But Willard explains this point further: it's not just that Jesus is smart about moral issues or what we call "wisdom"; he also is smart in those areas we normally call "skill" or "expertise" or "technology." In the book he mentions an experience Catherine Marshall had, wherein she was trying to design something. She prayed, and several ideas came to her about how to proceed.
A former housemate told me some years ago about something even more unusual (in my view anyway) than that. His computer program was not working -- something was not quite right about it for some days. He prayed and complained, and one night, he had a dream. In the dream, he heard a voice: "Do you trust me, or not?" And there in front of him was a printout of his computer program (this was some years ago) and a finger indicated a particular line of Fortran.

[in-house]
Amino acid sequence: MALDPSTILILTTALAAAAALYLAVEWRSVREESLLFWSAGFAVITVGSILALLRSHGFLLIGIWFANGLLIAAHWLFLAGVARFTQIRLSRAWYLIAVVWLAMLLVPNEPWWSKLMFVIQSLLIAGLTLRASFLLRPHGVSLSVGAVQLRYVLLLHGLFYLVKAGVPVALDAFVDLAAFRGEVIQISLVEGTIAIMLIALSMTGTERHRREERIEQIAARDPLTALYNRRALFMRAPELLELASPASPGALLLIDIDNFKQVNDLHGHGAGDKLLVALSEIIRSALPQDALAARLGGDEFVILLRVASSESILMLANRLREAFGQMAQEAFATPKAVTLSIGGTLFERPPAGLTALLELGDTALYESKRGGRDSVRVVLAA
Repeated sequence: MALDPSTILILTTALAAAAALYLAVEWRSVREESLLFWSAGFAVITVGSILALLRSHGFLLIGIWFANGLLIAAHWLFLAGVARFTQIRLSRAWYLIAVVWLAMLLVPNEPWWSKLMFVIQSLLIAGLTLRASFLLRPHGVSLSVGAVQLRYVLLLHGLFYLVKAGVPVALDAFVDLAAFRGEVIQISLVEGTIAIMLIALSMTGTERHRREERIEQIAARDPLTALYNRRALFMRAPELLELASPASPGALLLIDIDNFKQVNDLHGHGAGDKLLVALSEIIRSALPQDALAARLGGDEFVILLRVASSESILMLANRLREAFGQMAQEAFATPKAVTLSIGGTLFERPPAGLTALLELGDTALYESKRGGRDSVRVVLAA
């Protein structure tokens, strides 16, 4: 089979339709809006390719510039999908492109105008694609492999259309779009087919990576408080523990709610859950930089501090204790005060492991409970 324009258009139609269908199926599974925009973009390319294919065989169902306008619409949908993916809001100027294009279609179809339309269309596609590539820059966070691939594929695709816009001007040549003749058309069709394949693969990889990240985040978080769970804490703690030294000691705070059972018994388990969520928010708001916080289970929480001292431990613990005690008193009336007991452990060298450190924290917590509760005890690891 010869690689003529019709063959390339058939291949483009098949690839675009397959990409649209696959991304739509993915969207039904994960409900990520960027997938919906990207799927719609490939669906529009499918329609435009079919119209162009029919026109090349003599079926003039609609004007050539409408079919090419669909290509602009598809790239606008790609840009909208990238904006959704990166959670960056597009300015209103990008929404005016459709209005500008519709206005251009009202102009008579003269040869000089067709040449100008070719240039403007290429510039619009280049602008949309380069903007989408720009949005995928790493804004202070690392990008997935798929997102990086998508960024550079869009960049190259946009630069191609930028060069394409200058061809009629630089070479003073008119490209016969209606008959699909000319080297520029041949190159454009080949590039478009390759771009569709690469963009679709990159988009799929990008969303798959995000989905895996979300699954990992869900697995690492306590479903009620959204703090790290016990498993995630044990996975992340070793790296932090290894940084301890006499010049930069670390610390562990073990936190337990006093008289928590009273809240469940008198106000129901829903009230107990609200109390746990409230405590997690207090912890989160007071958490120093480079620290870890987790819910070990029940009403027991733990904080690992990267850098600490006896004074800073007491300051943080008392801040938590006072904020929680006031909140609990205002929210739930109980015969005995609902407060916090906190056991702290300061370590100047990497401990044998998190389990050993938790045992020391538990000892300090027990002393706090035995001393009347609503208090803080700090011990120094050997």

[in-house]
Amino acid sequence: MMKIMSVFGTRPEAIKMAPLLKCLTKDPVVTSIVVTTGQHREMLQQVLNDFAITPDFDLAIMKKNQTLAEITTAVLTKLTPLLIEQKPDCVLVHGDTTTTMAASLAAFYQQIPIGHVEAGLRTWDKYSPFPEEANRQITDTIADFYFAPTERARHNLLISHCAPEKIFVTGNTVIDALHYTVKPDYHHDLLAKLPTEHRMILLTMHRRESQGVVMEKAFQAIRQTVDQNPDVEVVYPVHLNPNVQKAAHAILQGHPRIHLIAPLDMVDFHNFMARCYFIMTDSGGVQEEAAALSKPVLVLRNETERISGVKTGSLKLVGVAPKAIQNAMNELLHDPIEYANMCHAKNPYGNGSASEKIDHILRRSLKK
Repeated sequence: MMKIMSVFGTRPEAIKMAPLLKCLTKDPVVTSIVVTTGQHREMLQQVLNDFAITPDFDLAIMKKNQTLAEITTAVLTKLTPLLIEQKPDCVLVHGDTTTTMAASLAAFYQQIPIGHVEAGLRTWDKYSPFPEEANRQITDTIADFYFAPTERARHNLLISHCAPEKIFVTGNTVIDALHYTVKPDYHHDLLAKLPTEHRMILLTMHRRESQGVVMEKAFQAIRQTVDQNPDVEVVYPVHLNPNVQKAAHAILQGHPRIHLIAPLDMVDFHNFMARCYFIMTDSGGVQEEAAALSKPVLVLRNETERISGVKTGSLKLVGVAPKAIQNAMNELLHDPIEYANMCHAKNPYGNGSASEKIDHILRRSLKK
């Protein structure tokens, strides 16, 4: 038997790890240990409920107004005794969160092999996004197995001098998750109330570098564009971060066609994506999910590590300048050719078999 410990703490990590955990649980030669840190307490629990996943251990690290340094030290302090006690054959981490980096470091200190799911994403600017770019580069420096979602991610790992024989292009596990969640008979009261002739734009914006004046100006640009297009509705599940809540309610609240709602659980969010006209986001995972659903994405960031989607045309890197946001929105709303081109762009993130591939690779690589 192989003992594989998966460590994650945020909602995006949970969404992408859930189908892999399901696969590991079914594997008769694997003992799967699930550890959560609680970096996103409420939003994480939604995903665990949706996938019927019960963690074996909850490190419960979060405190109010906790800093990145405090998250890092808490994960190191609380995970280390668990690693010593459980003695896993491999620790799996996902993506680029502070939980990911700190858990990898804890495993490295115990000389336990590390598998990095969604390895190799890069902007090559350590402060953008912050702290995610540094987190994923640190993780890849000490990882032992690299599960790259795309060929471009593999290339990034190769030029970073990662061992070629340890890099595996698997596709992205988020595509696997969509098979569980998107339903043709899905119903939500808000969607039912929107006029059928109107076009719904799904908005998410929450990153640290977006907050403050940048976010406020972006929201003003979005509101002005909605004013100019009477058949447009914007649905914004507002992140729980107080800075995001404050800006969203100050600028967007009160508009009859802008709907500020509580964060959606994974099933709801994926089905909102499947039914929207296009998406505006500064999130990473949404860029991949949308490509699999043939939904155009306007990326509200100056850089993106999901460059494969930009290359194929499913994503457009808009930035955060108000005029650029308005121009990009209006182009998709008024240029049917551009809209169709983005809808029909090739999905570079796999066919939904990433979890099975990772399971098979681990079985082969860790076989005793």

You see where this is going -- that was the defective line, as my former housemate confirmed the next day. Jesus the Programming and Computational Fluid Dynamics Expert? Hey, why not? For by him all things were created, things in heaven and on earth, visible and invisible, whether thrones or powers or rulers or authorities, all things were created by him and for him. He is before all things, and in him all things hold together (Colossians 1).
And speaking of "hold together," he knows how the Strong force works; he knows why a moving electron creates a magnetic field; he knows not only why software has so many mistakes, but he knows what each one is. He knows which books will become best-sellers, and which ones will be 99% remaindered. He knows (and I mean knows) to what extent our changing climate is the result of human activity, and of increasing CO2 concentration in particular.
Jesus is Lord. And Jesus is smart. It's true.